Day in South Carolina:
The NAACP Strikes Again
January 21, a couple of hundred NAACP-led protesters braved rainy
weather to engage in what has become a familiar scene on Martin
Luther King Jr. day in South Carolina: protesting the continued
presence of the Confederate flag on the State House grounds.
years ago, the NAACP led a well-orchestrated and much larger crowd
(having bussed in thousands of people from out of state) in one
of the largest marches in state history. Of course, prior to July
1, 2000, the flag was on the Dome of the State House. The infamous
compromise worked out by the South Carolina General Assembly brought
it down and raised a square version atop a 30-foot pole behind the
Confederate Soldier Monument, where it still stands.
NAACP was not satisfied. (Compromises, of course, rarely please
anybody.) The organization has continued to press for taking the
Confederate flag off the State House grounds altogether and putting
it in a museum.
other words, even with the flag off the dome and in a place of historical
significance only, the NAACP has kept up the tourism boycott that
started on January 1, 2000. The boycott has been, for the most part,
a failure despite the dominant media’s (i.e., out-of-state owned
newspapers’) attempts to maintain otherwise. While a few conventions
and family reunions were cancelled, overall tourism was up in South
Carolina. All one had to do to see this was visit Myrtle Beach or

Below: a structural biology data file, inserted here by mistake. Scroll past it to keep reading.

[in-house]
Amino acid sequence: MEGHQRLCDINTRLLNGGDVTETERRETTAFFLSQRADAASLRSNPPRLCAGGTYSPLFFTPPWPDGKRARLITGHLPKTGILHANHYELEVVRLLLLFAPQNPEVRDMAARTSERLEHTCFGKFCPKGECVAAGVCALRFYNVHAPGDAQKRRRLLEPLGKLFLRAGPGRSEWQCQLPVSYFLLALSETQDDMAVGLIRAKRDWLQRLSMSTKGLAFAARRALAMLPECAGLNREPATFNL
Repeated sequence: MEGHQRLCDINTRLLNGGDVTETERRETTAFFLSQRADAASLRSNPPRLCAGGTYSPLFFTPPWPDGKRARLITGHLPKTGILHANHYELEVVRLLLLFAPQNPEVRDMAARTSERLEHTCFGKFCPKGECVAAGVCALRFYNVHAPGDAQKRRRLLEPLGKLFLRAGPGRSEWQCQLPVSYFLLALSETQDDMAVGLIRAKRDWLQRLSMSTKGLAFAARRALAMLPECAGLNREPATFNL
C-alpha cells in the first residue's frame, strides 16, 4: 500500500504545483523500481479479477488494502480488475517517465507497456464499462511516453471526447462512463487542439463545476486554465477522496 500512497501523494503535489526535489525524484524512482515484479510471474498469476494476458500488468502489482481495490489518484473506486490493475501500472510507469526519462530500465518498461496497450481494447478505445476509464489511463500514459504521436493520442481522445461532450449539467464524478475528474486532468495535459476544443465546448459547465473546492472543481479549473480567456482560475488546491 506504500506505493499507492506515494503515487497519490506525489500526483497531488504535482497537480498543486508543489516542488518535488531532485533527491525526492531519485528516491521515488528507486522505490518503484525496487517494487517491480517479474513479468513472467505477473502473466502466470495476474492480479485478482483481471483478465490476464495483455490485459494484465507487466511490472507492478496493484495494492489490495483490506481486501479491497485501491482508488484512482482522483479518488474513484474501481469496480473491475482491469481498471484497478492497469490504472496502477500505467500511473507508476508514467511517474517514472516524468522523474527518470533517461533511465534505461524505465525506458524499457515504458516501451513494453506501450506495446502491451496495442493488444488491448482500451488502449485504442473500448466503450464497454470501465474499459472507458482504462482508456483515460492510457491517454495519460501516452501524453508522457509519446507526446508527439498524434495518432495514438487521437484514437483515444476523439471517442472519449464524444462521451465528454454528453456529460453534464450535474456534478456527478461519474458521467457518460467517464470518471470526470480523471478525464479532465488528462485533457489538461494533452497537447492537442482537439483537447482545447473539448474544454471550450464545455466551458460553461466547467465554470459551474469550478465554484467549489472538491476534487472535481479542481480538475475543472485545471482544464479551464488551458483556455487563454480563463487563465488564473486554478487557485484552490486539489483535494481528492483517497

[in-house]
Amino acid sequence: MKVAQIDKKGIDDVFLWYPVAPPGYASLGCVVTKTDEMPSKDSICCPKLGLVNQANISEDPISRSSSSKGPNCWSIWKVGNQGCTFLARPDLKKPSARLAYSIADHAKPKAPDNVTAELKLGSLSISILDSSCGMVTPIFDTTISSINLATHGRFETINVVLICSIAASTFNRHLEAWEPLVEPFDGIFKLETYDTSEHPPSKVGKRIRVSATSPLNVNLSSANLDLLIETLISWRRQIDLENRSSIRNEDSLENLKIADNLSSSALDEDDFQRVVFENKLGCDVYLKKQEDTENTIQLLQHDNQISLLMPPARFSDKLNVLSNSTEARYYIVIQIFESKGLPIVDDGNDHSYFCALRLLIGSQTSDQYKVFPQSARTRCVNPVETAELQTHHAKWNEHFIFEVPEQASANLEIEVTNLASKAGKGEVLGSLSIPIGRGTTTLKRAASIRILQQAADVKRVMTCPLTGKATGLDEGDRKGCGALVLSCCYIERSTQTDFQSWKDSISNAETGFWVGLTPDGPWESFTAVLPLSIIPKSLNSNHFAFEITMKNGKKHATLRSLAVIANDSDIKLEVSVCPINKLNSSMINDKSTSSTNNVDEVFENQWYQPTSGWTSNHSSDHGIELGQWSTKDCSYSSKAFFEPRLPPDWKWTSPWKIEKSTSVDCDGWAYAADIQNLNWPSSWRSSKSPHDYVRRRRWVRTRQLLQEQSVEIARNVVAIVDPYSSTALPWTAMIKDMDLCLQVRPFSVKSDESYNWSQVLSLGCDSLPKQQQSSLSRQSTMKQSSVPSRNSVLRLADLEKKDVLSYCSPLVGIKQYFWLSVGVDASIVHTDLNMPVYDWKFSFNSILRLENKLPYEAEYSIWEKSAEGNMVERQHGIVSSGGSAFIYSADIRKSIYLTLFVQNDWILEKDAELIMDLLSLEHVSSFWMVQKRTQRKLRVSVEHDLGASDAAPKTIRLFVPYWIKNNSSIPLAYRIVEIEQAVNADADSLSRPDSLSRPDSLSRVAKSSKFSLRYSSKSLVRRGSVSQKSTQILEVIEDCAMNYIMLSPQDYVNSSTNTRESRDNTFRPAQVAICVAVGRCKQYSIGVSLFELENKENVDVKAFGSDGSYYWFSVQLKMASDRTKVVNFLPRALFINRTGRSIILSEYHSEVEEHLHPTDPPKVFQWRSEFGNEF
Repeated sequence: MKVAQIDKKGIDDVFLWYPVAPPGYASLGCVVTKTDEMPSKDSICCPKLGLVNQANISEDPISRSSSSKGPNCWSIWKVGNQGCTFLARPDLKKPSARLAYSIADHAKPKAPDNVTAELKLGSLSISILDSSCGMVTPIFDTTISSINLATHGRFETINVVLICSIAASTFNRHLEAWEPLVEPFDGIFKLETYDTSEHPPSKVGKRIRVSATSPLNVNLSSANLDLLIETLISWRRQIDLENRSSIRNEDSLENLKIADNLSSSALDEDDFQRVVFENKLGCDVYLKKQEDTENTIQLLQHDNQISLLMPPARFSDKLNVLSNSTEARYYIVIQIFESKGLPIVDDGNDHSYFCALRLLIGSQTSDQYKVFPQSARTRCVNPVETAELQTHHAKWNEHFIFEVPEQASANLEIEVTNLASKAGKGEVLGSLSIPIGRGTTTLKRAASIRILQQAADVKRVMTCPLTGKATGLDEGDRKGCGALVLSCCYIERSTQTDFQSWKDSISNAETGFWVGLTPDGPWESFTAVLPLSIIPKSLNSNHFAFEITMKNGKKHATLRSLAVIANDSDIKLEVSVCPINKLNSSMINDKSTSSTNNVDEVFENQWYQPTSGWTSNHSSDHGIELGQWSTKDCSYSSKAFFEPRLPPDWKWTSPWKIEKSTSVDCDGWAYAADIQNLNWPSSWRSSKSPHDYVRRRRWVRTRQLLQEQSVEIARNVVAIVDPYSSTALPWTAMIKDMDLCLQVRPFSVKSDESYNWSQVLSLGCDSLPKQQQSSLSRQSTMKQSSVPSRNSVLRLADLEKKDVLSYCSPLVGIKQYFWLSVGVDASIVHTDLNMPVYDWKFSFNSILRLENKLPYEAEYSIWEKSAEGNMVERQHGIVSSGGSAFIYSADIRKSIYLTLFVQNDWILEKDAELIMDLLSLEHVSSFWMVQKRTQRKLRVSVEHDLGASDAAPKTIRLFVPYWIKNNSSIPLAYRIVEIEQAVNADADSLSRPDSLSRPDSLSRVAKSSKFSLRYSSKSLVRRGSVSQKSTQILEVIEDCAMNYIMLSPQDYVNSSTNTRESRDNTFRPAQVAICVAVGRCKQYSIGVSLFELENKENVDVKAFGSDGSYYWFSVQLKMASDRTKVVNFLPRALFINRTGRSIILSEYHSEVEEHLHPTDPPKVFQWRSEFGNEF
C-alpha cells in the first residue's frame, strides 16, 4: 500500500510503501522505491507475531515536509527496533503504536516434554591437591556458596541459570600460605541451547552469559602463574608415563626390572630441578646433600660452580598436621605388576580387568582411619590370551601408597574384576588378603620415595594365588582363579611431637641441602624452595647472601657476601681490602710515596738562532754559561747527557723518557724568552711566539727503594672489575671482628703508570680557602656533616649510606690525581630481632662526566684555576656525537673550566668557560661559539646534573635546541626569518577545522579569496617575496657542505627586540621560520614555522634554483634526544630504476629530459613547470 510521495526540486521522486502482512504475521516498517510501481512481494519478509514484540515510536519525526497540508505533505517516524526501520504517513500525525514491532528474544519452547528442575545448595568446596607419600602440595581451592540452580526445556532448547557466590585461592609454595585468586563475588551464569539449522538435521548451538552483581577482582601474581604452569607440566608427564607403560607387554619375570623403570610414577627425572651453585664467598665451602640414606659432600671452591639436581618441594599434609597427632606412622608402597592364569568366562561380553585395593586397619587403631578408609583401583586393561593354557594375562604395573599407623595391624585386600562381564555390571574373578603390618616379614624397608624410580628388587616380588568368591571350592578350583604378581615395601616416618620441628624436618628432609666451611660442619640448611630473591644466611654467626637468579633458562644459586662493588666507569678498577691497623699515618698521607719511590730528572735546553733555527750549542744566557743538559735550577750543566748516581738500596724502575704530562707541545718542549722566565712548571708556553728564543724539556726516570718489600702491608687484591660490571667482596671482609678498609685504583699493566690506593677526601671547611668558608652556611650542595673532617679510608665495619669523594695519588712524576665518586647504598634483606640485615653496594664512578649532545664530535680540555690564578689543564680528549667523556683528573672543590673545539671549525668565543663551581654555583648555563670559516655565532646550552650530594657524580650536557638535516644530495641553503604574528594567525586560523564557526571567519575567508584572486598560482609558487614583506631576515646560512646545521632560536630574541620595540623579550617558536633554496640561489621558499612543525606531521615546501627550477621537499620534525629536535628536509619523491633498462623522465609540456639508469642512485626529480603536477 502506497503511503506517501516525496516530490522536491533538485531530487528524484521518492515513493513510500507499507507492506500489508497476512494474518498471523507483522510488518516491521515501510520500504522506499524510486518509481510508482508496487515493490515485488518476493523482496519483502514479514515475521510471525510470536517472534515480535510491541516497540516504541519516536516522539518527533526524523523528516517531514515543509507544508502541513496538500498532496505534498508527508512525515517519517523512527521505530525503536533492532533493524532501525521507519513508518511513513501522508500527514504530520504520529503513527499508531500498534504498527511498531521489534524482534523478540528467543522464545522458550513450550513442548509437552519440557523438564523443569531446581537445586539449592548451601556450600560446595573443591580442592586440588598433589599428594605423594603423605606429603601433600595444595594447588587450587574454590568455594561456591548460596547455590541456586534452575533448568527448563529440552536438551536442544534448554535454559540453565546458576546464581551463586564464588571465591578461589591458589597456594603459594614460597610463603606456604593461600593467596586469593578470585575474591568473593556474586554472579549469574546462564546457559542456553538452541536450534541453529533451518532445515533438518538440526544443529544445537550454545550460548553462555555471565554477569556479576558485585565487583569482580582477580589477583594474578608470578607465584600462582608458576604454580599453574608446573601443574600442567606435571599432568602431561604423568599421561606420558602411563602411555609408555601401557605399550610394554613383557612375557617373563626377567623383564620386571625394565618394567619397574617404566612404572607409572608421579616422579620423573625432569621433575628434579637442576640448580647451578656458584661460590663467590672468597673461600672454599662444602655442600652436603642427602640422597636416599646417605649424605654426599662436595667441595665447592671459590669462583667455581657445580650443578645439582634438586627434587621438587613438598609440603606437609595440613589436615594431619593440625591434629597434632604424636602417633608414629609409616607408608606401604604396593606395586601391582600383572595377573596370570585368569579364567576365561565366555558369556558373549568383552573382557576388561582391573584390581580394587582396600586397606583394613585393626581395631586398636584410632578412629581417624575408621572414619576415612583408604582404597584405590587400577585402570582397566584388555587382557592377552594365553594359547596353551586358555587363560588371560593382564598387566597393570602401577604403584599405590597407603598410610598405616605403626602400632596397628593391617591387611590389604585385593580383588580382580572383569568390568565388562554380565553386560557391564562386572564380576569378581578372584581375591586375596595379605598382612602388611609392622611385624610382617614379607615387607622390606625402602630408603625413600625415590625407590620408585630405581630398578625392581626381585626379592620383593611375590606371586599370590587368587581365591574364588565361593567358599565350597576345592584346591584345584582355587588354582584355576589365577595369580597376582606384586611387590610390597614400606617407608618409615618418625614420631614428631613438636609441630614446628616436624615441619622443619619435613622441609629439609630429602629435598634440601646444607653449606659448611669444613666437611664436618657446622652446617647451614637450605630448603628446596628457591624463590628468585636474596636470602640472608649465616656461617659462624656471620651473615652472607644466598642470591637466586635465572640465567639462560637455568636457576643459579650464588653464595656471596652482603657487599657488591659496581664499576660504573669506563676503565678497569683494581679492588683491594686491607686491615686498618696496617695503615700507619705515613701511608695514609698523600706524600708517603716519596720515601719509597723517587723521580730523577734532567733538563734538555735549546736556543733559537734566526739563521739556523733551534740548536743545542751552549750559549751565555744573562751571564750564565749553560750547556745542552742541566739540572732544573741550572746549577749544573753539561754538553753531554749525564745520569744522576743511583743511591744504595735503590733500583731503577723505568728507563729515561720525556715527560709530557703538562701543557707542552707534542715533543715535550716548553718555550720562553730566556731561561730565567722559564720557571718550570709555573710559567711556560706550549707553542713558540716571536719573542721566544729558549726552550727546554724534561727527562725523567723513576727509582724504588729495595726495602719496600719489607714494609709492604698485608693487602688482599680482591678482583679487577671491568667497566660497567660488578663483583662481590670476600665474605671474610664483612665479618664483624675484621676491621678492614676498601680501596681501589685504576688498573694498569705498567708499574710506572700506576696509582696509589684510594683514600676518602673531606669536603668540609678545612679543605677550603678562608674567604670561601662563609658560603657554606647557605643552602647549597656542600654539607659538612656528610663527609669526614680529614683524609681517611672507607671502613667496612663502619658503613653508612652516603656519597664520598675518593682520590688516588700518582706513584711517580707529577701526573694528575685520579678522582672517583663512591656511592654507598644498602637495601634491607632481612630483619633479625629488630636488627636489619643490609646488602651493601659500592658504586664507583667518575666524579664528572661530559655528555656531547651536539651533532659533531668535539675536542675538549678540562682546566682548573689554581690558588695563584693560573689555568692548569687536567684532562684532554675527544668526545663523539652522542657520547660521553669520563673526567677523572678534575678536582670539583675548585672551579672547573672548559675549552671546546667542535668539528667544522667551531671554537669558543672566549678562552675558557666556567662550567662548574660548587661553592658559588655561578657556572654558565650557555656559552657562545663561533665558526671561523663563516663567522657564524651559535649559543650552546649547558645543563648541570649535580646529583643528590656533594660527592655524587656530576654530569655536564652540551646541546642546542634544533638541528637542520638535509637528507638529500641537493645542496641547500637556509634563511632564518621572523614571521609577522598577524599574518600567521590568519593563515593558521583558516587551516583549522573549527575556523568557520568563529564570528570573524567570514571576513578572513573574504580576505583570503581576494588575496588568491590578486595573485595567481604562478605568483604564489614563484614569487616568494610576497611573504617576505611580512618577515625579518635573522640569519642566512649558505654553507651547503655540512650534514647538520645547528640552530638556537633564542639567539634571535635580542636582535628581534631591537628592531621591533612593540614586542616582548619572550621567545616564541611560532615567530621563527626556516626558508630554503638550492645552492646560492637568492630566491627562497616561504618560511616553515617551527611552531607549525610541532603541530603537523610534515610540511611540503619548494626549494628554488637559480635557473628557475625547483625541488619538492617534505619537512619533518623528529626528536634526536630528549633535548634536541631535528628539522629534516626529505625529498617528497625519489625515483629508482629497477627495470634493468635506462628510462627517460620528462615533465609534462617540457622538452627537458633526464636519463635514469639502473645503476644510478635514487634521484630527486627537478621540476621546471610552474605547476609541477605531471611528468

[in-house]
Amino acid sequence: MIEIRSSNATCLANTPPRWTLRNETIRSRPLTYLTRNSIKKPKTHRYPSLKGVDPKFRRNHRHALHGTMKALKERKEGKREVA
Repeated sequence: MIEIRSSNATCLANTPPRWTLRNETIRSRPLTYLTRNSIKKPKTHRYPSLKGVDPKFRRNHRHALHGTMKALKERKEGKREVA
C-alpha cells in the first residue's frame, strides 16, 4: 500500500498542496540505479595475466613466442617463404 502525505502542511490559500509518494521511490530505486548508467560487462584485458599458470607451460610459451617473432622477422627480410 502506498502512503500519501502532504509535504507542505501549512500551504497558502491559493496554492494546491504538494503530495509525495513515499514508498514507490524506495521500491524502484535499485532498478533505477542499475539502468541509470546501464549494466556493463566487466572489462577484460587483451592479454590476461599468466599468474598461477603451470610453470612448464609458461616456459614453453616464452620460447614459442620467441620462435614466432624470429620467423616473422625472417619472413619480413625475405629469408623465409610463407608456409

any of the other major resort areas. These places were alive with
activity. Hotels and motels were not standing empty.
the flag off the dome, most South Carolinians considered the matter
a closed book. Now, with its efforts to move the flag again being
ignored both by the General Assembly and by a public weary of the
issue, the NAACP is trying a new gambit. The organization has officially
announced it will launch protests at major border crossings into
South Carolina over the next month, these being along the interstate
highways. These protests will present information about the ongoing
boycott to those entering the state, reminding travelers that the
tourism boycott of South Carolina is still in place and recommending
that they not spend money here. The NAACP will also set up a presence
at rest stops.
spokesmen call it a "border patrol." Said national field
director Nelson B. Rivers III, "The border patrol is our way
of standing at the Georgia and North Carolina borders (and asking)
that you not stop, not stay in hotels, and don’t buy gas" in
South Carolina. "Or better yet, that you turn around."
added, "We will not stop until the Confederate flag has been
put where it should be out of sight, out of mind."
speaker warned, "We’re going to bring havoc to South Carolina,
with assistance from all over America."
wonders how far the NAACP intends to go with this. Will activists
eventually start initiating physical confrontations with those who
ignore them (as most people will doubtless do)? To the extent their
scheme succeeds, it will mean less money spent at South Carolina
businesses. Less money means layoffs and fewer jobs at a time when
the economy is already in a recession. Many of those laid off will
be minorities. Leave it to the NAACP’s so-called leadership to initiate
a program that will hurt ordinary working blacks. Boycotts always
have this effect, regardless of the circumstances. They hurt the
little people, not those they aim at (look at Iraq). As usual, the
elites never suffer the consequences of their actions. Perhaps,
however, they plan to staff their "border patrols" with
blacks who have lost jobs courtesy of this boycott.
latest NAACP brain drizzle may place the group on collision course
with the state’s legal system, however. S.C. Attorney General Charlie
Condon has threatened to sue the NAACP. Condon recently stated,
"It’s an illegal secondary boycott and so on behalf of the
State of South Carolina I’m going to be looking into the possibility
of bringing a lawsuit against them for monetary damages."
else can he do? Obviously there is no reasoning with the NAACP’s